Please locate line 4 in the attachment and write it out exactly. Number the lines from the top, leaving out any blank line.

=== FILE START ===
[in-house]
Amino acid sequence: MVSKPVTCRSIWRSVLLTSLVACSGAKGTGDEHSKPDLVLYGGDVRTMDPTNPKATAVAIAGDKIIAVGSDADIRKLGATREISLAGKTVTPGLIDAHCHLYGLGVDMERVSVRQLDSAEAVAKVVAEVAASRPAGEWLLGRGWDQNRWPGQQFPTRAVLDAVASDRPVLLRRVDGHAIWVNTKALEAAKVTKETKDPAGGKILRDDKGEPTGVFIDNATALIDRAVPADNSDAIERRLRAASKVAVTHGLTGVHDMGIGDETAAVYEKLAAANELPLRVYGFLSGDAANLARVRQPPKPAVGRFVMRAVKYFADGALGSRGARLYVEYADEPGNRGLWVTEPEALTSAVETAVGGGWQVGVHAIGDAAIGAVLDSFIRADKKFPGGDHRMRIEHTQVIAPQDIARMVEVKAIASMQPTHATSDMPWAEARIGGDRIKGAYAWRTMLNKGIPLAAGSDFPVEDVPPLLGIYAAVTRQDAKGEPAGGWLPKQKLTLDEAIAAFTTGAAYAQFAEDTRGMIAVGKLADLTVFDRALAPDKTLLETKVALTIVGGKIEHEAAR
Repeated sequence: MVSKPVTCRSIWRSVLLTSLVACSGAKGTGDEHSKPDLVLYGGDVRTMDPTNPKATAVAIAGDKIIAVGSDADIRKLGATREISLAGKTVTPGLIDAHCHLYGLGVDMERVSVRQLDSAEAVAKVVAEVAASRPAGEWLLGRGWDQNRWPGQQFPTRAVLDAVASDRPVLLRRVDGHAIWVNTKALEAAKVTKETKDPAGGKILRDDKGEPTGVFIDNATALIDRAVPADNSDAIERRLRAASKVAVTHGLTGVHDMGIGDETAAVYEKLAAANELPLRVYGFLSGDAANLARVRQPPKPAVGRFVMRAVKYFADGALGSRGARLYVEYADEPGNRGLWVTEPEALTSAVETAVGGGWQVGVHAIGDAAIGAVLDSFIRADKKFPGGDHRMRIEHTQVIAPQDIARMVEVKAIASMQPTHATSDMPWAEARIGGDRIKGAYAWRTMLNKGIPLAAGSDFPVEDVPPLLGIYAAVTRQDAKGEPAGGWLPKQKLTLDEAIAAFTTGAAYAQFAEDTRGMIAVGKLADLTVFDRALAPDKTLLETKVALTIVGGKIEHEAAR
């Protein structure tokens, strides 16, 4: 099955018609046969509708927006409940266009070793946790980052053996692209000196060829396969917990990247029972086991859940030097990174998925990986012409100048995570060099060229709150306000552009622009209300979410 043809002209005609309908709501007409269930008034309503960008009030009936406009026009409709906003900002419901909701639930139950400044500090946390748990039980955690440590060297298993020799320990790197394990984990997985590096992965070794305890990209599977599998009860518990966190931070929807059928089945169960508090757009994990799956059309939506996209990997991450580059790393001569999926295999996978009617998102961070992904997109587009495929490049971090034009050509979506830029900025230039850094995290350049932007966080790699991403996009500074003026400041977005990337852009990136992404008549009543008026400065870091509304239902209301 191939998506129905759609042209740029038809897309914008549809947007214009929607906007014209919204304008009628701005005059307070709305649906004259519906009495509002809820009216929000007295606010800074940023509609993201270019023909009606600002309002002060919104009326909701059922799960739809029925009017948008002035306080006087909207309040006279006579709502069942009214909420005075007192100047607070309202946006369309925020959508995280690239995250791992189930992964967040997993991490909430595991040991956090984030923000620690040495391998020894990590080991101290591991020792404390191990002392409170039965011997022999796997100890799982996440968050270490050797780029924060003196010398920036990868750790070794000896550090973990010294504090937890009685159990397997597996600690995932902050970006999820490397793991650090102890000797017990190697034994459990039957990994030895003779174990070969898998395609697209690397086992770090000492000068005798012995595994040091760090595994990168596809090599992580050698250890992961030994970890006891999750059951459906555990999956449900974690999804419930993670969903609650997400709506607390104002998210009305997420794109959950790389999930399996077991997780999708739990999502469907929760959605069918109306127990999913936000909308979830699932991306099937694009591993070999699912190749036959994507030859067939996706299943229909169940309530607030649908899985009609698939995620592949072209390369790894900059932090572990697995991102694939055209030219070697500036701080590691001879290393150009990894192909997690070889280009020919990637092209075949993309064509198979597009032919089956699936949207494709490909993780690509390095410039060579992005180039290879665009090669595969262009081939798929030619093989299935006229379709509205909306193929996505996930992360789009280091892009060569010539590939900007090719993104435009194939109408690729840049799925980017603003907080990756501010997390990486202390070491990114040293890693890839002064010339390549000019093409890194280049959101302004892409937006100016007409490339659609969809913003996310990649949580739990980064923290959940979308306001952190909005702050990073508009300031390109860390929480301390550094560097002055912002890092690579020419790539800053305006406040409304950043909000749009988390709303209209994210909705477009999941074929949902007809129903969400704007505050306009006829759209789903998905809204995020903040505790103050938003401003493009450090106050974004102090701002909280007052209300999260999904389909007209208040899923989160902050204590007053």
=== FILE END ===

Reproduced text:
């Protein structure tokens, strides 16, 4: 099955018609046969509708927006409940266009070793946790980052053996692209000196060829396969917990990247029972086991859940030097990174998925990986012409100048995570060099060229709150306000552009622009209300979410 043809002209005609309908709501007409269930008034309503960008009030009936406009026009409709906003900002419901909701639930139950400044500090946390748990039980955690440590060297298993020799320990790197394990984990997985590096992965070794305890990209599977599998009860518990966190931070929807059928089945169960508090757009994990799956059309939506996209990997991450580059790393001569999926295999996978009617998102961070992904997109587009495929490049971090034009050509979506830029900025230039850094995290350049932007966080790699991403996009500074003026400041977005990337852009990136992404008549009543008026400065870091509304239902209301 191939998506129905759609042209740029038809897309914008549809947007214009929607906007014209919204304008009628701005005059307070709305649906004259519906009495509002809820009216929000007295606010800074940023509609993201270019023909009606600002309002002060919104009326909701059922799960739809029925009017948008002035306080006087909207309040006279006579709502069942009214909420005075007192100047607070309202946006369309925020959508995280690239995250791992189930992964967040997993991490909430595991040991956090984030923000620690040495391998020894990590080991101290591991020792404390191990002392409170039965011997022999796997100890799982996440968050270490050797780029924060003196010398920036990868750790070794000896550090973990010294504090937890009685159990397997597996600690995932902050970006999820490397793991650090102890000797017990190697034994459990039957990994030895003779174990070969898998395609697209690397086992770090000492000068005798012995595994040091760090595994990168596809090599992580050698250890992961030994970890006891999750059951459906555990999956449900974690999804419930993670969903609650997400709506607390104002998210009305997420794109959950790389999930399996077991997780999708739990999502469907929760959605069918109306127990999913936000909308979830699932991306099937694009591993070999699912190749036959994507030859067939996706299943229909169940309530607030649908899985009609698939995620592949072209390369790894900059932090572990697995991102694939055209030219070697500036701080590691001879290393150009990894192909997690070889280009020919990637092209075949993309064509198979597009032919089956699936949207494709490909993780690509390095410039060579992005180039290879665009090669595969262009081939798929030619093989299935006229379709509205909306193929996505996930992360789009280091892009060569010539590939900007090719993104435009194939109408690729840049799925980017603003907080990756501010997390990486202390070491990114040293890693890839002064010339390549000019093409890194280049959101302004892409937006100016007409490339659609969809913003996310990649949580739990980064923290959940979308306001952190909005702050990073508009300031390109860390929480301390550094560097002055912002890092690579020419790539800053305006406040409304950043909000749009988390709303209209994210909705477009999941074929949902007809129903969400704007505050306009006829759209789903998905809204995020903040505790103050938003401003493009450090106050974004102090701002909280007052209300999260999904389909007209208040899923989160902050204590007053």